Todd Axtell, the St. Paul Chief of Police, is now demanding an apologize from Rep. John Thompson (D-MN), after Thompson allegedly made a false accusation against his police department.
It appears that Rep. Thompson was indeed driving with no front plates, and he even later admitted as much, which would definitely give the police a valid motive to detain him apart from his race.
According to Minneapolis local outlet ABC 5 Eyewitness News, Thompson said the following during a Tuesday speech during a rally outside the Minnesota Governor's residence:
"We're still getting 'driving while Black' tickets in this state and in fact in St. Paul. So let's just call it what it is, right...I shouldn't have to be profiled, so this is ridiculous. Oh, and by the way, it was a sergeant here in St. Paul by the way. We promote bad behavior."
Axtell responded on Facebook, saying the following:
"These aren’t accusations I take lightly, so I looked into the traffic stop, watched the body worn camera footage and spoke to the sergeant. This stop, made at about 1:20 in the morning, had absolutely nothing to do with the driver’s race."
".... I’m dismayed and disappointed by the state representative’s response to the stop. Rather than taking responsibility for his own decisions and actions, he attempted to deflect, cast aspersions and deny any wrongdoing."
".... The driver, an elected official who does not dispute driving without a front license plate, owes our sergeant an apology."
The controversy surrounding Rep. Thompson has risen to a new level, however, as, according to the Twin Cities Pioneer Press, he appears to have presented a drivers license issued by neighboring Wisconsin.
Thompson is a native of Illinois, and has several addresses on record connected to his public service, but has told the media that he has been a resident of St. Paul for 18 years, which brings up obvious questions about why he didn't have a Minnesota driver's license on hand at the time of the traffic stop.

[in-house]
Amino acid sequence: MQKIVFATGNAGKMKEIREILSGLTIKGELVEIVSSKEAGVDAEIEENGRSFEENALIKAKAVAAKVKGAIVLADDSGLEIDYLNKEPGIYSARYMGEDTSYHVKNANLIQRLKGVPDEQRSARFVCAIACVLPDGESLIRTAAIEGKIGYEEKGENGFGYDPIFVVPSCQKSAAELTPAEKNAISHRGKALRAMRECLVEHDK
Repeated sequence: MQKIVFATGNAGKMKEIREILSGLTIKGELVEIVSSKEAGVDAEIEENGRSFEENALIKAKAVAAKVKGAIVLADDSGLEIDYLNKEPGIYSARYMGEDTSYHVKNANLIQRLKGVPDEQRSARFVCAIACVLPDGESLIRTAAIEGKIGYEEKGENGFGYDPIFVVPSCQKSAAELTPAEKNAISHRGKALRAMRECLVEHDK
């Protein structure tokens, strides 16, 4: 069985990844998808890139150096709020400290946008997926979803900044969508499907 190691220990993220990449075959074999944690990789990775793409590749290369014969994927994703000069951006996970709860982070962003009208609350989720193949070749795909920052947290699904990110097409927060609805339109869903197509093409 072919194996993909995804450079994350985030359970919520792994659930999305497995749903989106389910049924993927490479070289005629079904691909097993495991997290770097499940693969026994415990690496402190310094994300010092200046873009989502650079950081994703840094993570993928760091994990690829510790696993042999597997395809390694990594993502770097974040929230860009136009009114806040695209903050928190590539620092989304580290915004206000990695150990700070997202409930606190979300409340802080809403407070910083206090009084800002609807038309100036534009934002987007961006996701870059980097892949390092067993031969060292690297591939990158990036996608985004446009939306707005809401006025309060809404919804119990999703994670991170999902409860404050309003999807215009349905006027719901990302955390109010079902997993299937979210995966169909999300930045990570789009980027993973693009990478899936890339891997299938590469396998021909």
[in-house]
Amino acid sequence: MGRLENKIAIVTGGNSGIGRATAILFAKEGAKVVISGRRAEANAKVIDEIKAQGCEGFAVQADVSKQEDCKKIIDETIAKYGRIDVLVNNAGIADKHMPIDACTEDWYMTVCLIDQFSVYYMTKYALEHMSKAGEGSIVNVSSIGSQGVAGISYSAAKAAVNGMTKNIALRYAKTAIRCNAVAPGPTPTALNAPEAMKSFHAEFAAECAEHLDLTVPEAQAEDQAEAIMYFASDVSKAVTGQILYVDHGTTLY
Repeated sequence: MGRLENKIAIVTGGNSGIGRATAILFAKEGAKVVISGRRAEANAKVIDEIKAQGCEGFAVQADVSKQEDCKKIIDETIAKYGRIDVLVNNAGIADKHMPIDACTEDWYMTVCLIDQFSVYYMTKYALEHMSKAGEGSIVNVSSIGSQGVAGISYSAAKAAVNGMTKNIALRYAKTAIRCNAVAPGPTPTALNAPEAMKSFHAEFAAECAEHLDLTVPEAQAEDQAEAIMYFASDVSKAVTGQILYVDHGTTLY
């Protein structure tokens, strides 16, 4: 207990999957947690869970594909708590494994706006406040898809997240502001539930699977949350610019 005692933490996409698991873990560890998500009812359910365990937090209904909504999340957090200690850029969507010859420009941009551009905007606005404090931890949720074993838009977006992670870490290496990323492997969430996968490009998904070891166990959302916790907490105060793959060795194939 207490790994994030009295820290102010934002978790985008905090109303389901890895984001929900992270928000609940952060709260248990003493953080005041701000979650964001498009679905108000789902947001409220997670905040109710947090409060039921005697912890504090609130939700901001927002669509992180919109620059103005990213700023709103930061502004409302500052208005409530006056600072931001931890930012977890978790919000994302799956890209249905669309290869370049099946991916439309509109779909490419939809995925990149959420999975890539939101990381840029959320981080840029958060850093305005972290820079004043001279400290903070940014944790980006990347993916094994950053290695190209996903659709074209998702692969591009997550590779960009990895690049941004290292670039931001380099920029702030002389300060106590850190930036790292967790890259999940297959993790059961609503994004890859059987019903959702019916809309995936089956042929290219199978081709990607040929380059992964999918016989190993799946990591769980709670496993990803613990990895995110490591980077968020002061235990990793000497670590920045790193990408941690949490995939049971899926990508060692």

The Pioneer Press stated in their article:
"More legally binding, however, is what he told the Minnesota secretary of state’s elections office in May 2020, when he filed for the candidacy of House seat 67A. In his affidavit of candidacy which he signed, an address in the district is written and then scratched out, with a box checked stating that his address is private for personal safety reasons."
"According to the secretary of state’s office, Thompson would have been required to fill out a separate form attesting to his residence in the district. Presumably, Thompson filled out that form, since his name appeared on the November 2020 ballot, where he overwhelmingly defeated Republican John Stromenger in the overwhelmingly Democratic district. The secretary of state’s office wasn’t able to fully confirm this on Friday."
"Under state law, a candidate for the Legislature needs to have lived in the district for at least six months on Election Day."
Thompson has not made any comment on the issue as of yet, and it's unclear whether these findings will have any effect on his office.
In August 2020, Thomson took aim at the Minnesota Police Federation President Bob Kroll during a Black Lives Matter rally that was staged outside of Kroll's house.
At the Black Lives Matter rally, some activists beating an effigy of Kroll's wife with a large stick. As the rally raged on, then-St. Paul DFL house candidate John Thompson used a microphone to say to those present "I'm glad you're making them uncomfortable here in Hugo, Minnesota."
He followed this up with a "string of expletives," directed at some men and teens, reports local news. And then said "Don't run now, don't run now racist white people." Thomson then beat the effigy of Kroll's wife, a local news reporter.
It was three days before either DFL House Speaker Melissa Hortman or Governor Tim Walz had anything to say about Thomson's behavior. At that time, both issued statements. Walz's comments were vague, and didn't actually mention Thomson. He said "We cannot accept the threatening behavior or rhetoric we've seen recently in Minnesota's political discourse."
Thomson put out an apology on his Facebook page at the time.
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